First, confirming our expectations, antigypsyism significantly predicted all three types of collective action in our sample. For the ally social change oriented action intentions, antigypsyism was the strongest negative predictor (meaning that the lower antigypsyism people reported, the more they would be willing to engage in pro-Roma collective action), followed by moral inclusion and prosocial emotions as positive predictors. Unexpectedly, even though there was a strong correlation between all three types of collective action and perceived threat, when threat was added to the model predicting pro-Roma collective action, its strength completely decreased to non-significance. Similarly, “collective giving” type of action intentions, such as donations or volunteering, was also positively associated the most with moral inclusion, followed by prosocial emotions and antigypsyism, but perceived threat was only marginally significant. These findings could mean that even though lower threat is associated with ally collective actions, moral concern and empathy seem to be decisive factors that inspire standing up for the Roma. On the other hand, motivation to engage in anti-Roma action showed a different pattern of results: it was most strongly predicted by perceived threat to national identity, closely followed by antigypsyism. In this case, however, prosocial emotions were a weak predictor, while moral exclusion showed to be completely non-significant.
So what implications do our findings have for combating prejudice and inspiring social change in favour of the Roma minority? First of all, antigypsyism is the main obstacle in supporting the Roma. Yet people that are willing to join pro-Roma collective action on the one hand, and anti-Roma movements on the other, might be motivated by different factors. Moral inclusion, together with feelings of empathy and sympathy, seem to play an important role in helping and fighting for the Roma. On the other hand, anti-Roma collective action showed to be driven the most by perceiving the Roma as a threat to Slovak national identity. Anti-discrimination interventions should therefore try to provoke moral concern and empathy in the less prejudiced, and aim to decrease the sense of threat in people that are openly willing to stand up against the Roma. Nevertheless, policy makers and activists should primarily shift their attention to inspiring people to challenge the status quo, as the majority of our sample seems to be indifferent towards any kind of collective action regarding the Roma. As Europeans might be overly accustomed to the deep-routed low status of the Roma in our society, we have a long way to go.
This research was conducted by the team behind the PolRom project, that aims to identify the effects of political discourse on antigypsyism and collective action intentions towards the Roma, as well as anti-discrimination methods to effectively combat prejudice in five European countries. PolRom project is supported by the Justice Programme of the European Union (grant no. 808062- PolRom-REC-AG-2017/REC-RDISDISC-AG-2017) and by VEGA SAV (2/0127/19). If you are interested in learning more about our work, visit our website on https://polrom.eu/ or follow @PolRomProject on Twitter.
About the Author
Xenia Daniela Poslon is a PhD student at the Institute for Research in Social Communication (Slovak Academy of Sciences) and Faculty of Social and Economic Sciences (Comenius University in Bratislava). Her research is focused on the connection between social norms and prejudice towards minorities. She is also a team member of PolRom project, which is committed to bringing about change in the situation of Roma people in Europe.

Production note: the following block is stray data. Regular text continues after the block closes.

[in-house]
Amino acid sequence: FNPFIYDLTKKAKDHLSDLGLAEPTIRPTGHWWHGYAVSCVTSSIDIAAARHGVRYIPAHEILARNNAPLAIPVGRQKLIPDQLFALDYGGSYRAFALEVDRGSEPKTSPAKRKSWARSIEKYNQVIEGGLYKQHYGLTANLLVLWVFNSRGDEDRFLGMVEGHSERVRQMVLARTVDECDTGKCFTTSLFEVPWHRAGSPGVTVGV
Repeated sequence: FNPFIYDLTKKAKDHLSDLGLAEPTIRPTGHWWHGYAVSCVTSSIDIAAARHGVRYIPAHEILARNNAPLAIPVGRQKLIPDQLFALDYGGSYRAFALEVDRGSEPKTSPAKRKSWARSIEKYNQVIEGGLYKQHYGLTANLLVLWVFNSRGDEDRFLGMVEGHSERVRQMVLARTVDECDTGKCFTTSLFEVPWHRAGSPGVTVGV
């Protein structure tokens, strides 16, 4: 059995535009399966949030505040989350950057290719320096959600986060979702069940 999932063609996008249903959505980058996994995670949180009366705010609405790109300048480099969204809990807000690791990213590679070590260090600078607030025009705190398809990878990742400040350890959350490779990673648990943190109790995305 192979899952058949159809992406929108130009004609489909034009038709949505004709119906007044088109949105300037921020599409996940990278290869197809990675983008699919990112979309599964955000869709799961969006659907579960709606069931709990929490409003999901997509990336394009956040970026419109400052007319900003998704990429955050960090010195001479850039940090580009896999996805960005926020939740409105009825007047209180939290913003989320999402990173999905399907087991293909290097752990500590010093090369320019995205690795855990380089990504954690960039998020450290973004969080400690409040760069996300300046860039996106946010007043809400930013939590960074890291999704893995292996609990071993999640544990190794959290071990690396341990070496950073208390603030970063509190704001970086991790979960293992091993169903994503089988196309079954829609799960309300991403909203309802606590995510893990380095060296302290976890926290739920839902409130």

About the ISPP & its Blog
The International Society of Political Psychology is an interdisciplinary organization representing all fields of inquiry concerned with exploring the relationships between political and psychological processes. If you are interested in contributing an article or have any questions about the blog, please email them or visit the ISPP Blog’s webpage.
Alliance against Antigypsyism, (2016). Antigypsyism — a reference paper. Available at www.antigypsyism.eu
Hadarics, M., & Kende, A. (2019). Negative stereotypes as motivated justifications for moral exclusion. The Journal of social psychology, 159(3), 257–269. https://doi.org/10.1080/00224545.2018.1456396
Kende, A., Hadarics, M., & Lášticová, B. (2017). Anti-Roma attitudes as expressions of dominant social norms in Eastern Europe. International Journal of Intercultural Relations, 60, 12–27. https://doi.org/10.1016/j.ijintrel.2017.06.002
Kende, A., Hadarics, M., Bigazzi, S., Boza, M., Kunst, J. R., Lantos, N. A., … & Urbiola, A. (2020). The last acceptable prejudice in Europe? Anti-Gypsyism as the obstacle to Roma inclusion. Group Processes & Intergroup Relations. https://doi.org/10.1177/1368430220907701
Loveland, M. T., & Popescu, D. (2016). The Gypsy threat narrative: Explaining anti-Roma attitudes in the European Union. Humanity & Society, 40(3), 329–352. https://doi.org/10.1177/0160597615601715
Opotow, S. (1990). Moral exclusion and injustice: An introduction. Journal of social issues, 46(1), 1–20. https://doi.org/10.1111/j.1540-4560.1990.tb00268.x
Passini, S., & Morselli, D. (2017). Construction and validation of the moral inclusion/exclusion of other groups (MIEG) scale. Social Indicators Research, 134(3), 1195–1213. https://doi.org/10.1007/s11205-016-1458-3
Sándor, J., Kósa, Z., Boruzs, K., Boros, J., Tokaji, I., McKee, M., Ádány, R. (2017). The decade of Roma inclusion: Did it make a difference to health and use of health care services? International Journal of Public Health, 62, 803–815. http://doi.org/10.1007/s00038-017-0954-9
Stephan, W. G., Stephan, C. W. (2000). An integrated threat theory of prejudice. In Oskamp, S. (Ed.), Reducing prejudice and discrimination (pp. 23–45). Mahwah, NJ: Lawrence Erlbaum Associates.
Thomas, E. F., & McGarty, C. (2018). Giving versus acting: Using latent profile analysis to distinguish between benevolent and activist support for global poverty reduction. British Journal of Social Psychology, 57(1), 189–209. https://doi.org/10.1111/bjso.12228